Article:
Read More

Smörgåsboat: The tasty testing buffet installed on Gizmo for 2017

31 Jul

Written by Ben Ellison on Jul 31, 2017 for Panbo, The Marine Electronics Hub

Gizmo_lower_helm_July_2017_cPanbo.jpg

While I do think that Gizmo offers a bountiful spread of delicious marine electronics these days, a more serious title for this entry might read: “Guilt: All the darn gear I’ve borrowed but haven’t reviewed yet!” So the plan here is to share some first impressions of various new installs and thus begin discussions toward future deeper reviews. You might enjoy clicking the yummy helm photo above bigger before we dig into the details…

Gizmo_lower_helm2_fall_2010_cPanbo.JPGAnd before getting into the lower helm 2017, please share my perverse ...

Read More

LONGSHOREMANSHIP: How to Load a Truck on a Sailboat

25 Jul

Loading the truck

I get queries about this all the time. There’s definitely a right way and a wrong way. The video below shows the right way. It’s a good idea to practice using someone else’s truck until you get the hang of it.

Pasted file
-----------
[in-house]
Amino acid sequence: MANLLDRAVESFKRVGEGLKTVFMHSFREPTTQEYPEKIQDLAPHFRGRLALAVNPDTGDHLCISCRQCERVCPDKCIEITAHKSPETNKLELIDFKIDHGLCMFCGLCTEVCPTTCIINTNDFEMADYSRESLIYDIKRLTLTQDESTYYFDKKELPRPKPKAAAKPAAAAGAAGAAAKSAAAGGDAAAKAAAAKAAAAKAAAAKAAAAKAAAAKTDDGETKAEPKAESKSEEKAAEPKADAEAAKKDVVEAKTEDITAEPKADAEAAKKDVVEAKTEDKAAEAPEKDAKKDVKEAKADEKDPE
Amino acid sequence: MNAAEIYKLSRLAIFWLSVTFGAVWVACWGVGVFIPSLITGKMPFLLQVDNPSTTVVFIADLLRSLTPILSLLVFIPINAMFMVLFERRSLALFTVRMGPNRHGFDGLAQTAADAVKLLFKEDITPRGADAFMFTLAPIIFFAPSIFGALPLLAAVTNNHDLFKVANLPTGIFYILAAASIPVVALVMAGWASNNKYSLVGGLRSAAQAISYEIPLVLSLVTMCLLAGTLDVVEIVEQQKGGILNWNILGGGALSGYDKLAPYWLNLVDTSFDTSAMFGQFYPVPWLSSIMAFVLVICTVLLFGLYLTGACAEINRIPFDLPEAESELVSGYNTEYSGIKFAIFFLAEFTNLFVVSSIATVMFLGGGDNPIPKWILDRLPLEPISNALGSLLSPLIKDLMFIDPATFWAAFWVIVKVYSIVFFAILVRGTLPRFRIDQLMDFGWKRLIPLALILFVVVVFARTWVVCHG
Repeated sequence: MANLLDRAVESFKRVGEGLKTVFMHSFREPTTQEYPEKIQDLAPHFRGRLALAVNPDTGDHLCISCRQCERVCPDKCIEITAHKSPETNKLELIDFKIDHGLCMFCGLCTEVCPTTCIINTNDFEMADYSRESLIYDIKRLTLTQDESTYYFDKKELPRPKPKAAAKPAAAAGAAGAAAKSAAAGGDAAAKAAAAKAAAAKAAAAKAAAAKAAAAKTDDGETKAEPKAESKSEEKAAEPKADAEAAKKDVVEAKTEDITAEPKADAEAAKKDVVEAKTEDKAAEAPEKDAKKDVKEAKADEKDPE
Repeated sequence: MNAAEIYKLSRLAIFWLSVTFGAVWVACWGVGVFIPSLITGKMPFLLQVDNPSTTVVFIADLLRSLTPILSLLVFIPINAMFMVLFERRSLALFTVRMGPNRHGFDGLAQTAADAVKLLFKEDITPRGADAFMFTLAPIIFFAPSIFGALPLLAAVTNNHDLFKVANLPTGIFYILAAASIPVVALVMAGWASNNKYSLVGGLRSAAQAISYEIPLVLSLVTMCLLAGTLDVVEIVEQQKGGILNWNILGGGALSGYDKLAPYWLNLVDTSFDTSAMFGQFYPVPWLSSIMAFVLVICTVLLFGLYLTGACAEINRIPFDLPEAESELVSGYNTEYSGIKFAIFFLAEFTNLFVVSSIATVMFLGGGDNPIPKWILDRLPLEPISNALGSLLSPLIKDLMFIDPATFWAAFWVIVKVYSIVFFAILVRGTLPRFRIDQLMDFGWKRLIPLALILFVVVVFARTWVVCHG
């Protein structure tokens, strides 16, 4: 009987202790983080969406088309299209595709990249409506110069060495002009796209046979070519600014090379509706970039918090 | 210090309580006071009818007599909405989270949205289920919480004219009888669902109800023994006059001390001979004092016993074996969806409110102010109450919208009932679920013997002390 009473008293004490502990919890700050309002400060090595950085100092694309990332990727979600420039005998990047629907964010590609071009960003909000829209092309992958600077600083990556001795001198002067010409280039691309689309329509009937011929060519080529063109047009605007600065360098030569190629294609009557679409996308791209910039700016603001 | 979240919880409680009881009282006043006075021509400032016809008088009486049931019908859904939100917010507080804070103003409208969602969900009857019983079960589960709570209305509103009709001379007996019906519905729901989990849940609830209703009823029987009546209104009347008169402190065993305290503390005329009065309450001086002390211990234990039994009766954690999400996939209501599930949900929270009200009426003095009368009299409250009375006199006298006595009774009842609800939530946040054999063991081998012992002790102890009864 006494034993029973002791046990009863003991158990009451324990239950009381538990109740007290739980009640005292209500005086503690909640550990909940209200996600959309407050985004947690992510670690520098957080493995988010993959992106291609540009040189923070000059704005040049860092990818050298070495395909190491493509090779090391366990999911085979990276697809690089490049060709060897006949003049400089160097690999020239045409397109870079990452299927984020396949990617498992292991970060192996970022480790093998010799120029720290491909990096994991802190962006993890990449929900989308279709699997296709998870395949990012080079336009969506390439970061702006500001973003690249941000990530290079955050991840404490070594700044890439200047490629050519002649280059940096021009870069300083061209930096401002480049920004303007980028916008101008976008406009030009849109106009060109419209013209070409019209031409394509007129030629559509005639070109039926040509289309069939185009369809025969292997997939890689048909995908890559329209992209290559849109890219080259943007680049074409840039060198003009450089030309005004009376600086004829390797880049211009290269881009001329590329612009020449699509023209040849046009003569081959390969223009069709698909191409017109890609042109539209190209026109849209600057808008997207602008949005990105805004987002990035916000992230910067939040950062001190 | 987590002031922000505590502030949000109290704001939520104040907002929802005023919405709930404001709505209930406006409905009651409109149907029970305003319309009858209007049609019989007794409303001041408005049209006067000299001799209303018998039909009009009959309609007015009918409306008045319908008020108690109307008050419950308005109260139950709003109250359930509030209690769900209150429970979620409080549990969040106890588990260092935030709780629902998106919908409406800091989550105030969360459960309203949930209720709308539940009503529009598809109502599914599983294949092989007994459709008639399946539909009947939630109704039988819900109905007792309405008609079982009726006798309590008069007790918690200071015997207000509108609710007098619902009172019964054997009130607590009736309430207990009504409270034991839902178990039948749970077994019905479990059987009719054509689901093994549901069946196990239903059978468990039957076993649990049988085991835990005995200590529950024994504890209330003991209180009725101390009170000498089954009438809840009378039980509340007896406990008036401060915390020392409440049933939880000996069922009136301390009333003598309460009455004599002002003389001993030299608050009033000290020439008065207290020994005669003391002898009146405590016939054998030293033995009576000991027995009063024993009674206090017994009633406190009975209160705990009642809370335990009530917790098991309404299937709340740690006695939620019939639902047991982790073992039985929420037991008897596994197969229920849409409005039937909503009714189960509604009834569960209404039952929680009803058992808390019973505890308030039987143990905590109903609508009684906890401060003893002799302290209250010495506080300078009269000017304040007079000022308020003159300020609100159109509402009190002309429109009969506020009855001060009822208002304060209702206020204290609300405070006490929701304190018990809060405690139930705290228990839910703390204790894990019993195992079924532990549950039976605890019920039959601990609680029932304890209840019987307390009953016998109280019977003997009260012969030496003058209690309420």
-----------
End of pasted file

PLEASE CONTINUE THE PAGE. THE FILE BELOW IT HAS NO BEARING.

The guys in this video, allegedly, have never screwed up and lost a truck. Evidently this is the only way to get vehicles on and off Île de la Gonâve, which is 15 miles off the Haitian coast in the middle of the Golfe de la Gonâve. Here’s another video demonstrating the same technique with a significantly larger ...

Read More

AC retrospective – and a change of opinion

25 Jul
The dust has long settled on the 35th America’s Cup and many a pundit has weighed in on what went wrong and what went right. The Auld Mug rode a First Class flight back to the Land of the Long White Cloud and knowing how Kiwis are when they celebrate I am sure that big drinks were drunk out of the cup. And goodonthem;  they won. Now it’s my time for a little opinion piece.